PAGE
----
Trans gelidum Tanaim, quo non famosius ullum
Arctos abit; turpes habitus, obscænaque visu
Claud. In Ruf. ii.323-26.
So Walamir found a home, and often joined his friends in the Patriarcheion in their bathes and strolls and games in the gymnasium, having as it were grappled Eutyches to his soul with hooks of steel. He would have been even happy -- for youth is less grievously haunted than age or manhood by the gnawing vultures of memory -- if no further events had disturbed his life. But his happiness was constantly shaken by the dark news about his father's reverses. There was no way of hearing from him or communicating with him, nor did the young Ostrogoth dare to speak of him openly, or to let it be known that he was his son. He was again plunged in despair when he heard the intelligence of the drowning of thousands more of his countrymen by Fravitta's fleet during their wild attempt to cross the Hellespont on unguided rafts. After that catastrophe nothing was known for a long time, except that Gaïnas had ridden away with his remaining cavalry towards the banks of the Ister. Walamir feared that he would never again hear of his father or of his strong brother, Thorismund.
It was now January, 401. One day he was walking home with Eutyches from a rowing excursion on the Bosporus, when they saw a crowd of people assembling in the colonnade of the Forum, and were told that a deputation of Huns from Uldes, the Hunnish king, was marching to the Palace with a present to Arcadius and offers of allegiance and peace.
The two youths waited to watch the procession. The foremost Huns, who were soldiers marching in front of the ambassador, passed by. They were Taifals, the ugliest of the human race, and had the universal reputation of being also the vilest and most brutal. Nothing could be a more complete contrast than that between them and the fine-looking Goths. They were squat, and short, and yellow, and inconceivably ugly. Their cunning little eyes were the merest dots and slits in their large Mongolian faces. Their shock heads of hair seemed to be of no particular colour. Their wicked faces looked as if they were all mouths. 'Their faces,' says Jordanes, the Gothic historian, 'could hardly be called faces -- rather shapeless, black collops of flesh with little points instead of eyes; little in stature, but lithe and active; good riders, broad-shouldered, good at the bow, obstinate and proud, hiding under a barely human form the ferocity of a wild beast.' Their wars were mere enslavement, lust, and rapine. They cut down fruit-trees, they stopped wells; their chiefs boasted that where their horses had once trod no harvests ever grew. Their invasions were like the descent of devouring and disgusting locusts. The land was as the Garden of Eden before them; behind them it was a desolate wilderness.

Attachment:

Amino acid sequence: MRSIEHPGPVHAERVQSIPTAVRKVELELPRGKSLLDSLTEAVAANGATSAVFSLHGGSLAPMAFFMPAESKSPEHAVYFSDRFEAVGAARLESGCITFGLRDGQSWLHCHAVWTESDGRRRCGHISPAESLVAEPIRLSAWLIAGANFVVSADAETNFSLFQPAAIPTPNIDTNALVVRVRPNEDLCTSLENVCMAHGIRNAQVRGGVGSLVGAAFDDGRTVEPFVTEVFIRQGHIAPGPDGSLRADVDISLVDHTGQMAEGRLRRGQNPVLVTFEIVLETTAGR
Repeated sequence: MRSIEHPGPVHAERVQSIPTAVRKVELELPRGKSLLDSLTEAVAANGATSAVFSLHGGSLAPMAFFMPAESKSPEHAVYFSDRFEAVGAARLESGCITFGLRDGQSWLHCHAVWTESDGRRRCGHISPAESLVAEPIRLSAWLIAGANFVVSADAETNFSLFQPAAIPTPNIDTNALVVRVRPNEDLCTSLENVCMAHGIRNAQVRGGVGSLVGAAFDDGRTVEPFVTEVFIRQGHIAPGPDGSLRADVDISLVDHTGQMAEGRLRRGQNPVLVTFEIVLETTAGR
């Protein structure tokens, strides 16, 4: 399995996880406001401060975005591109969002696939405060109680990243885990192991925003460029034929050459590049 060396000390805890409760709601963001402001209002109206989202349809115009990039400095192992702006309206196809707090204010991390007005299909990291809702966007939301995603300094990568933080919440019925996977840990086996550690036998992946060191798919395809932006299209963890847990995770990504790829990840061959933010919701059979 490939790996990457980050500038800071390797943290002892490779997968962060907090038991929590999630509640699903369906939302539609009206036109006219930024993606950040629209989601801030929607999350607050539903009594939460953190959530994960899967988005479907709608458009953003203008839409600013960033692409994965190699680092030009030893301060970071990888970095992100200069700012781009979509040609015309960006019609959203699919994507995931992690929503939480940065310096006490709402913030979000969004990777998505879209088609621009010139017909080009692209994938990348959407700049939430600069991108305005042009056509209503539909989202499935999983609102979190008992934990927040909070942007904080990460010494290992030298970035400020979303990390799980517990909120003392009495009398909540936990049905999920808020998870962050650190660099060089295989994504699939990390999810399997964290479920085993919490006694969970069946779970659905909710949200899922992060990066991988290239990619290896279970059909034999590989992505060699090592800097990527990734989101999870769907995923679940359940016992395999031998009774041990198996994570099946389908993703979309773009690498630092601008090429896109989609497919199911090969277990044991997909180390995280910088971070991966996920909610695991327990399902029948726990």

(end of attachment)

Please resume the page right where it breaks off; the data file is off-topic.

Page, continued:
The Goths looked on these execrable savages with a peculiarly deadly hatred. It was before the wave on wave of their innumerable myriads, pressing one after another out of the vast steppes of Asia, that, first the Ostrogoths, and then the Visigoths, had been driven forward out of the lands they loved, the lands of their immemorial possession. They felt it to be an infamy to succumb to these semi-human demons, who gained their distorted name of Tartars from the popular belief that they had been disgorged from the depths of Tartarus. But how could human valour or human wisdom fight against numbers numberless, bred as though from verminiferous pains? Warriors might fight with men, but they shrank from conflict with demon cannibals.
Some of these feelings were struggling in the mind of Walamir, and he was looking on the hideous phenomena with a shudder, when suddenly another part of the procession swept round the cornet of the Passage of Achilles into the Forum. Conspicuous among them was a young, swart soldier, clad in skins, but fully armed, carrying a long lance with something at its summit. It was the son of King Uldes himself, who had been set apart for what he deemed to be a service of honour.